China's ever-growing legion of government censors have now shifted their shadowy gaze to online video content, issuing native websites with a rigid set of new regulations that demand the removal of material which features "violence, pornography, and swearing."
The 'Notice on Further Strengthening' was issued by the State Administration of Radio, Film and Television (SARFT) and was revealed as part of a series of published responses to journalist questions.
Site administrators are now responsible for vetting all video content before prodding the publish button in order to "protect young people's physical and mental health" admist a slew of "vulgar" material emanating from the rise of online drama series and mini-films (top), according to the document first highlighted by the Register.
"The regulations explicitly hold distributors of online video programming responsible for violations of propaganda discipline," blogged David Bandurski from the Journalism and Media Studies Centre at the University of Hong Kong.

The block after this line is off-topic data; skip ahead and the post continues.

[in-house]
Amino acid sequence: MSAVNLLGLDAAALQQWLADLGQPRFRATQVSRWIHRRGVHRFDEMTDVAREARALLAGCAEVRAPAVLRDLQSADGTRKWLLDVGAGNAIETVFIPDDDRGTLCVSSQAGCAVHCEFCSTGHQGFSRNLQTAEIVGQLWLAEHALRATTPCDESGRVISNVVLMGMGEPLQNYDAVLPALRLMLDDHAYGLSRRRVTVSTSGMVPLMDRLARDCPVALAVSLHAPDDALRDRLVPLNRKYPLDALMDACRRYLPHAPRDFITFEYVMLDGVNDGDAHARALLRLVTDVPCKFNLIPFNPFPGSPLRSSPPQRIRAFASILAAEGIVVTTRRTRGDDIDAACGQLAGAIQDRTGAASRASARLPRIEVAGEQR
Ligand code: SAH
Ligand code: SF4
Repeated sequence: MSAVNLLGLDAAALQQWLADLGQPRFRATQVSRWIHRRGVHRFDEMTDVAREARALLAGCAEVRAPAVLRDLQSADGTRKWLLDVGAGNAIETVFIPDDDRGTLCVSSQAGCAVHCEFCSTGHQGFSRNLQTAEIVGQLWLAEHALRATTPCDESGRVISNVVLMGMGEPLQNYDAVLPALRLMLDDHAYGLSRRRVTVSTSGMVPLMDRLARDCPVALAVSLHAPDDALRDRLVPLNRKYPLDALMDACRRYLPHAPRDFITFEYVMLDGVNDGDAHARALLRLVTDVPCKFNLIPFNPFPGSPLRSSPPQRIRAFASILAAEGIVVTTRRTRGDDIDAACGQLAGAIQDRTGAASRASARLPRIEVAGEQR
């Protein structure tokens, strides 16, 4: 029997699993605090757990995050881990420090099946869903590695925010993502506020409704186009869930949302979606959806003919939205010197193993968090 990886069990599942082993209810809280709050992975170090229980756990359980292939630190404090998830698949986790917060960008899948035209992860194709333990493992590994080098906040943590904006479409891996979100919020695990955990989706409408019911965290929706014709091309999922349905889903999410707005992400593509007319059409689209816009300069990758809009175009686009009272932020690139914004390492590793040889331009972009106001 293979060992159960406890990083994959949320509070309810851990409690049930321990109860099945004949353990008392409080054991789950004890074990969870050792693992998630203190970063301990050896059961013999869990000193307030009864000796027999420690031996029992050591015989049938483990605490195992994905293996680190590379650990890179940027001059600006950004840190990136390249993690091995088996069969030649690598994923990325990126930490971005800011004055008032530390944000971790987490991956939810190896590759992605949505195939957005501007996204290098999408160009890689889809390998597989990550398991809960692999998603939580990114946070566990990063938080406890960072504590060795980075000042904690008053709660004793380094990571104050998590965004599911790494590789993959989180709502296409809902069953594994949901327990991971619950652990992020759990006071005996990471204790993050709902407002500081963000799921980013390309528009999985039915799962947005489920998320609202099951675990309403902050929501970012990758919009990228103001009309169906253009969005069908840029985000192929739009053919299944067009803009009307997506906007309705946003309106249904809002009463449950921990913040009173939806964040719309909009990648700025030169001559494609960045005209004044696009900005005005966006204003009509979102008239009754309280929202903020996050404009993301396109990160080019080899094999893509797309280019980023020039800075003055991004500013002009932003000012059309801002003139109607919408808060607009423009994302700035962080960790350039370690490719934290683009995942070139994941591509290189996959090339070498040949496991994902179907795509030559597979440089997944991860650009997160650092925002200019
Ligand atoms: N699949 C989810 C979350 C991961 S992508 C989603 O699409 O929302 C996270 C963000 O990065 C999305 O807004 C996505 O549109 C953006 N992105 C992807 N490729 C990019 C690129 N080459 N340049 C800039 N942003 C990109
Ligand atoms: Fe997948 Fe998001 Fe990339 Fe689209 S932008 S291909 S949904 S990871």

Youku, China's most popular online video site, claimed it would not be affected as it already employed stringent video-checking measures.
"Nothing with vulgar or violent materials will pass," said a company spokeswoman.
She continued: "If it is anti-party and anti-society, it definitely will not pass. No website will allow such content."
Critics suggest that the ambiguity of the word "vulgar" leaves the Notice open to interpretation, with the move represeting the latest online clampdown instigated by Party officials as they seek to come to terms with the threat to single-party rule perceived in the digital age.
Government censorship is widely practised in the People's Republic - the country's prohibitive infastructure is so vast it has been dubbed the Great Firewall of China, with sites like YouTube and Twitter banned - much to the chagrin of Western observers with a vested interested in an expansive and open digital landscape. Google's executive chairman Eric Schmidt, for one, believes that it is only a matter of time before Chinese efforts to control the Internet fail.
Russia has also launched controversial new legislation recently, with Wikipedia going dark for 24 hours earlier in the week in protest at a bill similarly justified as necessary to combat sites that host child pornography, promote teenage suicide, or encourage drug use.